In an article I found there are many prescription drugs to help people suffering from attention disorders. But there are few drugs that can improve overall memory for normal people. However there is a memory pharmaceuticals experimental drug, MEM 1414. This drug is in phase one of testing safety on people. MEM 1414 acts as antagonist on a special enzyme in your brain that creates new memories. Although this drug is specifically designed for people suffering from Dementia and Alzheimer's it can be used on people to improve memory.

MEM 1414 reminds me a film that I have recently seen called Limitless. Limitless is about a man who takes an unknown drug that helps him access any information in his life that he has ever seen, read or heard. He becomes a genius that makes millions in investment banking. Does Limitless portray the future of memory drugs to come?

False Memories and DNA

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From the case of Paul Ingram, we learned a real life example of how false memory affects people's life. Another story that was briefly described in the textbook (page 276) is the case of Ronald Cotton. In this case, Jennifer Thompson was raped as a college student. When she was choosing her rapist from a photo and voice line up, she choose Ronald Cotton both times. Cotton was convicted guilty for this crime. In prison, Cotton met Booby Poole who grew up in the same area as him and looked similar to him, then Cotton found out that Poole was in for rape. Poole first denied raping Thompson, but later admitted to it to another inmate. With this new evidence, Cotton protested the verdict and received a new trial. In this new trial, Thompson identified Cotton as her rapist and Poole innocent. Cotton was sentenced for two life sentences. When Cotton heard about the O.J. Simpson case, he requested another trial with DNA evidence since he was already serving two life sentences he had nothing to loose. This time Cotton was innocent and Poole was convicted of the rape. Ronald Cotton was a victim of false memory. There were multiple reasons of why Thompson chose Cotton as her rapist, but the most important being that Cotton worked in a restaurant new Thompson's home; therefore she would have seen his face before. Also when Thompson participated in the photo line up, she was basically looking at men and one was her rapist, so she chose a person most similar to what she remembered. This case helped free 235 innocent people from crimes they were accused for with DNA evidence. Also, this case showed how eyewitnesses are unreliable and highly persuaded. The main reason is because if a witness takes longer than 10 to 15 seconds then the witness is most likely using something other than recognition memory. This case is another example of how false memory can affect people's lives.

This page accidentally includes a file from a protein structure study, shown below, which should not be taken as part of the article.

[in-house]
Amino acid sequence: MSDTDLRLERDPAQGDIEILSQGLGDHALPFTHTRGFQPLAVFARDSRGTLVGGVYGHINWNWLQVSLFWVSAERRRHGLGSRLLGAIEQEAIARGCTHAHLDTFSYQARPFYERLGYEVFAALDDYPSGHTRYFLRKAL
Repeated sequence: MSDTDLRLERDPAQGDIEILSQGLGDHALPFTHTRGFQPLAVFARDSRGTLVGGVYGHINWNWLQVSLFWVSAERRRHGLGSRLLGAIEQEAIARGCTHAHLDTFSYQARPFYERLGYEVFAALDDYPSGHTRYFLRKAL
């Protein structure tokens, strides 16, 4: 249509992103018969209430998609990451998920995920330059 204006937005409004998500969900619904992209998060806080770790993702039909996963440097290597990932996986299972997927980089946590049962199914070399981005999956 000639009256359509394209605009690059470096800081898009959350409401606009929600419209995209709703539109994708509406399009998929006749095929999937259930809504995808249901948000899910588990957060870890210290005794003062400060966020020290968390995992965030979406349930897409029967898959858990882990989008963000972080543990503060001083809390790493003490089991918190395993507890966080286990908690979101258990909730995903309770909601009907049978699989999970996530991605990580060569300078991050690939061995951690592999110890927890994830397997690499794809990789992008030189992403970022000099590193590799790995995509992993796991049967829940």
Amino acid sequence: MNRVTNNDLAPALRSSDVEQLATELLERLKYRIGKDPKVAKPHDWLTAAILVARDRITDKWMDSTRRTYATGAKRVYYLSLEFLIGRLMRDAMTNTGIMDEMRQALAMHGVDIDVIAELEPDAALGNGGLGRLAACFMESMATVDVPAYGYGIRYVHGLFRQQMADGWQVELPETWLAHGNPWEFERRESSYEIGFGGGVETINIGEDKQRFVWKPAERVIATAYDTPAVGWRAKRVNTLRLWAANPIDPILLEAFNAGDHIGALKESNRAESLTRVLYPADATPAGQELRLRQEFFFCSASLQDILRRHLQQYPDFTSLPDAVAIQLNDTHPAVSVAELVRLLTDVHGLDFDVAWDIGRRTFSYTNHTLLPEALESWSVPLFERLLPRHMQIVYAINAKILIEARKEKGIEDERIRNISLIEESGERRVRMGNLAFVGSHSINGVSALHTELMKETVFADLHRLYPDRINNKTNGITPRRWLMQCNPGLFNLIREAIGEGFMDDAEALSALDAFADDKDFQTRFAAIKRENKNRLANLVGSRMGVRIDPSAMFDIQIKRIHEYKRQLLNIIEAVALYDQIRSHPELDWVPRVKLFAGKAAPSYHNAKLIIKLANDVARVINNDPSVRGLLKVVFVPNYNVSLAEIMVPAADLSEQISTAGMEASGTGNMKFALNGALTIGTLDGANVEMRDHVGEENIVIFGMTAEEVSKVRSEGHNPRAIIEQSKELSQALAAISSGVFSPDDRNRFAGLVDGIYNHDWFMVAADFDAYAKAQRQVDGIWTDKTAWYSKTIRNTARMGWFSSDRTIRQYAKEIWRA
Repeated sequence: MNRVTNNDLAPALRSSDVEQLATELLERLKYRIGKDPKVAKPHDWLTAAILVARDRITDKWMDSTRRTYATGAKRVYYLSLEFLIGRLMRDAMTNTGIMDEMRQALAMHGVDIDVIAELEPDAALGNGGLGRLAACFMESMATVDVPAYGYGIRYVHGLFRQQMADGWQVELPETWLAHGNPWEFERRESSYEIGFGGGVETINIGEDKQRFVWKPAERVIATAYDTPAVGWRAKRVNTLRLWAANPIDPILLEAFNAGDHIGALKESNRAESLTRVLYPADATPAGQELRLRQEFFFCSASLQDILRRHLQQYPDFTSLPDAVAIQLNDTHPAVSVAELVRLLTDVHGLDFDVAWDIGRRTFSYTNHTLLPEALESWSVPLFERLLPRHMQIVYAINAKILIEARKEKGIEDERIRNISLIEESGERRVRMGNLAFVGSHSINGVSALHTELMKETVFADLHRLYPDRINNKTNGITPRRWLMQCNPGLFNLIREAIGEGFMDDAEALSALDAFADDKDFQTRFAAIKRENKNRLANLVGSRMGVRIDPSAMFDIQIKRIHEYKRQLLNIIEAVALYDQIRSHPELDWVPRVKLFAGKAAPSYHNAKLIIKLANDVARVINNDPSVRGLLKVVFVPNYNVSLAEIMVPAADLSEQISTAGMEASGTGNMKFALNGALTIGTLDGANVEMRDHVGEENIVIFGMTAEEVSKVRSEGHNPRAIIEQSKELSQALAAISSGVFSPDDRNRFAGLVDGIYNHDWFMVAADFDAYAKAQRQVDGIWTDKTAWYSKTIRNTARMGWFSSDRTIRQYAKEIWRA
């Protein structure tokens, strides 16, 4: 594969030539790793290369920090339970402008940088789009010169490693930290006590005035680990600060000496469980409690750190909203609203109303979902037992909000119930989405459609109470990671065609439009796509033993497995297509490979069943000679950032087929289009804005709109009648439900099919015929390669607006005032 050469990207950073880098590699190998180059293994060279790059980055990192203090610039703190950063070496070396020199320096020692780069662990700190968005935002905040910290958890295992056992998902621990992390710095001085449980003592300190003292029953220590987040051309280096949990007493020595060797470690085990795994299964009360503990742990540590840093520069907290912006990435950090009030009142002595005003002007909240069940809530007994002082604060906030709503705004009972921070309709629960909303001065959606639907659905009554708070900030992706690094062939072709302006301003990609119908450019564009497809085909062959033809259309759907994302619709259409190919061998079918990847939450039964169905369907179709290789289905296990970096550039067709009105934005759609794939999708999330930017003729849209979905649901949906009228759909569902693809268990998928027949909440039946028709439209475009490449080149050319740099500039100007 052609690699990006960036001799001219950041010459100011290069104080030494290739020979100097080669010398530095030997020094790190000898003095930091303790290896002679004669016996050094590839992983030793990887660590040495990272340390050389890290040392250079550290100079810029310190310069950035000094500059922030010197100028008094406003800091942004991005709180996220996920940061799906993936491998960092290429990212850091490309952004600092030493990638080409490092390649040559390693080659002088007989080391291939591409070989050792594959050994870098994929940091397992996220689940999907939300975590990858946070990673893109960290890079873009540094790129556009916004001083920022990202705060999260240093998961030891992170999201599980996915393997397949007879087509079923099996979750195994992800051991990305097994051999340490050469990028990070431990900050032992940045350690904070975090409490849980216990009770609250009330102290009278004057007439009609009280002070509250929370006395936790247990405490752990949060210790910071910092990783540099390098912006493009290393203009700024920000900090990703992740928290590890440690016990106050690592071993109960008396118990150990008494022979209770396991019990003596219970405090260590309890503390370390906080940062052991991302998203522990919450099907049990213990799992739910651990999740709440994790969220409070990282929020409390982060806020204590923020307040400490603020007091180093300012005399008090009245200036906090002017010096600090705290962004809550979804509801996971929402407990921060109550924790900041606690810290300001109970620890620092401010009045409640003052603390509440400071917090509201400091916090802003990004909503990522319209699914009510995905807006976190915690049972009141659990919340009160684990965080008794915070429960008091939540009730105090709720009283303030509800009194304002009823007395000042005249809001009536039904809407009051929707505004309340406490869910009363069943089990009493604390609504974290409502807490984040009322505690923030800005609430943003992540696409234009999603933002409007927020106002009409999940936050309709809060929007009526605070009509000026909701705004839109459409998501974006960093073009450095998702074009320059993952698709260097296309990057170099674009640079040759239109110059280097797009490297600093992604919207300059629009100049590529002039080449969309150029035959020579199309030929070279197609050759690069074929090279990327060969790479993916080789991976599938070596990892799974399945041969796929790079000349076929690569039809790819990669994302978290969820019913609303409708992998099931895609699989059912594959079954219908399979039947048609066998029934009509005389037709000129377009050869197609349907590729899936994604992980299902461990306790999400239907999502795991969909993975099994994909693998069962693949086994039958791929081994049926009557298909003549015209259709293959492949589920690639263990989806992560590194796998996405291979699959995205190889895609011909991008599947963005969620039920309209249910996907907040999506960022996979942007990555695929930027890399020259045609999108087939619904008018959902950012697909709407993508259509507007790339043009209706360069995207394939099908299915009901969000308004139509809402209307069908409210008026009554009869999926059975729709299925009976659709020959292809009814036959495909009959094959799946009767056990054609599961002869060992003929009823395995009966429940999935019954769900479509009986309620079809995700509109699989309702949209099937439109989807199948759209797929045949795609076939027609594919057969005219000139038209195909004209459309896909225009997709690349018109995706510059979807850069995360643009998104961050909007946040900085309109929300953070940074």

Poole is on the left, and Cotton on the right.

false jpg


False Memories

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I found the idea of "false memories" really interesting. I defined false memories as the way we remember thing vividly and our brain summarize what it understood in that particular situation which could be different from what actually happened. The factors which believe to cause false memories are inaccurate perception, inferences, similarity, and misattributions of familiarity. (

I believe that this finding that memory could be false and not operate like videos cameras is important because it gives the authority a chance to reconsider before they pledged someone guilty base on someone else memory. I am sure that these false of memories had put many innocent people in jail before. One example for that is George Franklin, a man who was accused by his daughter of murder. The daughter later said that she repressed the memories out of fear. George is free after spending six years in prison because there is not enough evidences and the DNA proved him from the charges. Our memories are very easily tricked so I believe it is better not to put an innocent people suffer what they did not do. below is the videos about George's trail.